After almost a decade out of the spotlight, the California Correctional Peace Officers Association (CCPOA) re-emerged when they bought two television commercials for two Democrats: Lt. Gov. Gavin Newsom for governor and Assemblymember Tony Thurmond for superintendent of public instruction. The commercials cost the union $1 million dollars, the Los Angeles Times reports.
Though it has remained politically active, the CCPOA flew under the radar during the last decade, compared to a previous strategy involving bold statewide campaigns. While the price of the ads isn’t high for California, it serves as a reminder that the union still has what it takes to bring attention to its issues.
The union historically aligned itself to Republicans but switched loyalties in 1998 when it donated $2 million dollars to then-candidate for governor, Gray Davis. It had a strained relationship to Gov. Arnold Schwarzenegger after he demanded salary concessions.
The union’s relationship with former Gov. Jerry Brown, who approved pay raises in five of the last six years, was more cordial. Estimates are that the latest contract will raise prison costs by $116 million. .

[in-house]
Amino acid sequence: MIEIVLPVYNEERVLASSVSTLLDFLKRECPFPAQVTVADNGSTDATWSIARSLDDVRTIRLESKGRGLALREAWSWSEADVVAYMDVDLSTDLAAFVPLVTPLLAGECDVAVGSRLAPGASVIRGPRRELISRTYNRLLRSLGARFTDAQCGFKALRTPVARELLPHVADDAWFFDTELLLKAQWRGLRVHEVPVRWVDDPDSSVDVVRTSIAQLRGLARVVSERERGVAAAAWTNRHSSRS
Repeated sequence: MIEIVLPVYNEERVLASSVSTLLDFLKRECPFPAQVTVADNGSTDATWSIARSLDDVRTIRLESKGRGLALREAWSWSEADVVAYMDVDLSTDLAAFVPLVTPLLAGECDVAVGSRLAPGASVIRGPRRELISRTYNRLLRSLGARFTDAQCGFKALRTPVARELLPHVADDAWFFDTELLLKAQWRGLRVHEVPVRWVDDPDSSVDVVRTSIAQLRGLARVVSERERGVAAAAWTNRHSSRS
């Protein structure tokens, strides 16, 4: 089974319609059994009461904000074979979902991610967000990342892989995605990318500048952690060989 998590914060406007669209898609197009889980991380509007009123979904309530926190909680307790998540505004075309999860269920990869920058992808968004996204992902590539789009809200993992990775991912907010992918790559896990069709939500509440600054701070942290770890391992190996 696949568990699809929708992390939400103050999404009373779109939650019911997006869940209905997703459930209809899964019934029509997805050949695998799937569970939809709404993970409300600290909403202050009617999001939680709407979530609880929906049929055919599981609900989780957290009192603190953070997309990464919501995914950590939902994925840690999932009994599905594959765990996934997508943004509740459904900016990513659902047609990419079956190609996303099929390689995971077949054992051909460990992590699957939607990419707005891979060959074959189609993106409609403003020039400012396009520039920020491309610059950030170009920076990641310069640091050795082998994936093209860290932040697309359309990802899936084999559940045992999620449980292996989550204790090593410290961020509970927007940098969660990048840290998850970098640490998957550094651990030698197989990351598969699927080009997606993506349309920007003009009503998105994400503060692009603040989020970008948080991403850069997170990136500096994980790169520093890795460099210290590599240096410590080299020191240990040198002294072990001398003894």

The contract expires in July 2019 and the CCPOA bet on Newsom, rather than the GOP’s John Cox. As for Thurmond, he previously supported the union while his opponent, Marshall Tuck, recently criticized the level of spending on prisons over schools.
The CCPOA has a long standing alliance with crime victims and that alliance could boost a 2020 ballot measure that’s designed to undo California’s recent expansion of parole, a possible conflict with Brown who backed the expansion. Whatever their strategies, the union will, no doubt, continue reminding the public and elected officials that the 27,000 prison officers “walk the toughest beat in the state.”